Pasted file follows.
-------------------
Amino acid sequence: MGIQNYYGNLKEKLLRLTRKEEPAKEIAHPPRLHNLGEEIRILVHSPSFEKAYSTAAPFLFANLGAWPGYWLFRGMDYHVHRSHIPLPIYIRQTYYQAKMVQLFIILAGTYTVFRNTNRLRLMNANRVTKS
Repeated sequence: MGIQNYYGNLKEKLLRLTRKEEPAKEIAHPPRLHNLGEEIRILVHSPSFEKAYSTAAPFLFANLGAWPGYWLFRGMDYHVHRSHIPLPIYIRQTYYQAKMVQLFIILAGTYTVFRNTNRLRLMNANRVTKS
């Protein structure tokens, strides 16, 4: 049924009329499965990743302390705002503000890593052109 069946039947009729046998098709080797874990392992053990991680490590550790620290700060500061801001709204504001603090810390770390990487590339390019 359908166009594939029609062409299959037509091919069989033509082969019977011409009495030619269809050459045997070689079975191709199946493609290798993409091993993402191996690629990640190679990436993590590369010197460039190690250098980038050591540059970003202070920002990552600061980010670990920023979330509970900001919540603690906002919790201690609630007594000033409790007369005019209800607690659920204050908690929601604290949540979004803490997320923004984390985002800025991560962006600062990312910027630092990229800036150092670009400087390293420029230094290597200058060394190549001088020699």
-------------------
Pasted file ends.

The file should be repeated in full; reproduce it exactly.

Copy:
Amino acid sequence: MGIQNYYGNLKEKLLRLTRKEEPAKEIAHPPRLHNLGEEIRILVHSPSFEKAYSTAAPFLFANLGAWPGYWLFRGMDYHVHRSHIPLPIYIRQTYYQAKMVQLFIILAGTYTVFRNTNRLRLMNANRVTKS
Repeated sequence: MGIQNYYGNLKEKLLRLTRKEEPAKEIAHPPRLHNLGEEIRILVHSPSFEKAYSTAAPFLFANLGAWPGYWLFRGMDYHVHRSHIPLPIYIRQTYYQAKMVQLFIILAGTYTVFRNTNRLRLMNANRVTKS
């Protein structure tokens, strides 16, 4: 049924009329499965990743302390705002503000890593052109 069946039947009729046998098709080797874990392992053990991680490590550790620290700060500061801001709204504001603090810390770390990487590339390019 359908166009594939029609062409299959037509091919069989033509082969019977011409009495030619269809050459045997070689079975191709199946493609290798993409091993993402191996690629990640190679990436993590590369010197460039190690250098980038050591540059970003202070920002990552600061980010670990920023979330509970900001919540603690906002919790201690609630007594000033409790007369005019209800607690659920204050908690929601604290949540979004803490997320923004984390985002800025991560962006600062990312910027630092990229800036150092670009400087390293420029230094290597200058060394190549001088020699």